Oxygen should be regarded as a drug that is prescribed for patients with hypoxaemia (low blood oxygen concentration).
Oxygen is the most commonly used drug in emergency situations. It can be a life-saving drug to prevent severe hypoxaemia that refers to a low arterial oxygen concentration. However, used inappropriately oxygen can have serious or fatal consequences.
The headline point is that oxygen should be used to treat hypoxaemia and maintain a patients’ saturations in the target range. This should be 94-98% or 88-92% in patients at risk of type 2 respiratory failure.
When prescribing and administering oxygen there are several things to consider:
In this note we discuss the principles of oxygen prescribing. For more detailed information, see the British Thoracic Society guideline on oxygen use in healthcare and emergency settings.
Hypoxia and hypoxaemia are two different terms but often used synonymously in clinical practice.
In clinical practice, the term ‘hypoxic’ is commonly used instead of ‘hypoxaemic’ to refer to a patient with low oxygen saturations as measured on pulse oximetry. Although the terms hypoxia and hypoxaemia are used interchangeably, they mean two different things:
Arterial oxygen concentration is measured in kPa. The normal partial pressure of oxygen in arterial blood is 10.6–13.3 kPa. Low arterial oxygenation is known as hypoxaemia and this is the most common cause of hypoxia. However, hypoxia may occur in the absence of hypoxaemia if the peripheral tissue cannot utilise oxygen or oxygen delivery is impaired (e.g. anaemia).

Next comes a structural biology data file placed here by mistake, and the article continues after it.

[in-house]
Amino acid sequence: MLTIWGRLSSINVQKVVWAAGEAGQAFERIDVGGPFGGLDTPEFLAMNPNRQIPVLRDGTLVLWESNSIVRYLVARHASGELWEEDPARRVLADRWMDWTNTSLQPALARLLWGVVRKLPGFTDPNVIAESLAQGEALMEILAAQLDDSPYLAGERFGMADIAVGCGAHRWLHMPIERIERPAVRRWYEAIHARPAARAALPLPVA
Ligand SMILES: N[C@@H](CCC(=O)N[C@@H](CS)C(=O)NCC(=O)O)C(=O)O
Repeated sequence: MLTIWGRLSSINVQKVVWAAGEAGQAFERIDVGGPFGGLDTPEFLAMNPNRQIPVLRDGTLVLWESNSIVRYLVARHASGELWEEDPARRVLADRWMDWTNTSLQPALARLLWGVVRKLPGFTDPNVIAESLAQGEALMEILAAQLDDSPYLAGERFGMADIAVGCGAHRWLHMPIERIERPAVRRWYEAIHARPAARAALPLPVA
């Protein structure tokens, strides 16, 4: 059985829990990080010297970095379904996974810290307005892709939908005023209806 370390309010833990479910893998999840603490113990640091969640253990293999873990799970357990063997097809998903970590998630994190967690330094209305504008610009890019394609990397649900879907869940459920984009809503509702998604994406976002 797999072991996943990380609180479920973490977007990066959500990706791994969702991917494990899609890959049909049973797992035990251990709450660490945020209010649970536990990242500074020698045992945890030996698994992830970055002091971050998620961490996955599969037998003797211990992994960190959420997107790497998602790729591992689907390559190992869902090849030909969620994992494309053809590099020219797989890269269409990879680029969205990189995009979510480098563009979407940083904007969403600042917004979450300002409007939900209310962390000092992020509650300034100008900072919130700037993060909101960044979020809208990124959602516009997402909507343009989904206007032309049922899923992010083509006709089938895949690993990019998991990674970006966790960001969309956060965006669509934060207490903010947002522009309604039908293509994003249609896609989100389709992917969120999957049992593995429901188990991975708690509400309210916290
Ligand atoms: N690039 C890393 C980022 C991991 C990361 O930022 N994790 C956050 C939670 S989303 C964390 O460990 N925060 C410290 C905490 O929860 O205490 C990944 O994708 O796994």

The five causes of tissue hypoxia include:
For more information, see our notes on Respiratory failure.
The sole indication for oxygen is hypoxaemia.
Patients with hypoxaemia require oxygen to prevent hypoxia. This is because hypoxia impairs cellular aerobic metabolism. When aerobic metabolism is impaired cells undergo anaerobic respiration, but this is a short-term inefficient system that cannot sustain life for prolonged periods of time. By-products of anaerobic respiration include substances such as lactic acid that can lead to metabolic acidosis and reduced cellular function.
Oxygen is prescribed for two main groups with hypoxaemia:
Hypoxaemia is a common presentation in critically ill patients. Often, patients may be so unwell that oxygen is administered at high flow rates while waiting for a reliable oximetry reading. Once obtained, oxygen can be titrated to the appropriate target saturations.
Oxygen should always be administered to achieve a normal or near-normal oxygen saturation based on the target saturation set for the patient (see below).
Patients with, or at risk of, type 2 respiratory failure should have a lower target saturation at 88-92%.
There are two major target saturations for patients being treated with oxygen:
The target saturations should be clearly documented or recorded in the patient records.
Type 2 respiratory failure (T2RF) is characterised by hypoxaemia (PaO2 < 8 kPa) and hypercapnia (PaCO2 > 6.5 kPa). It is also referred to as hypercapnic respiratory failure. It can be either acute or chronic depending on its speed of onset and presence of compensatory mechanisms.
Patients at risk of T2RF include: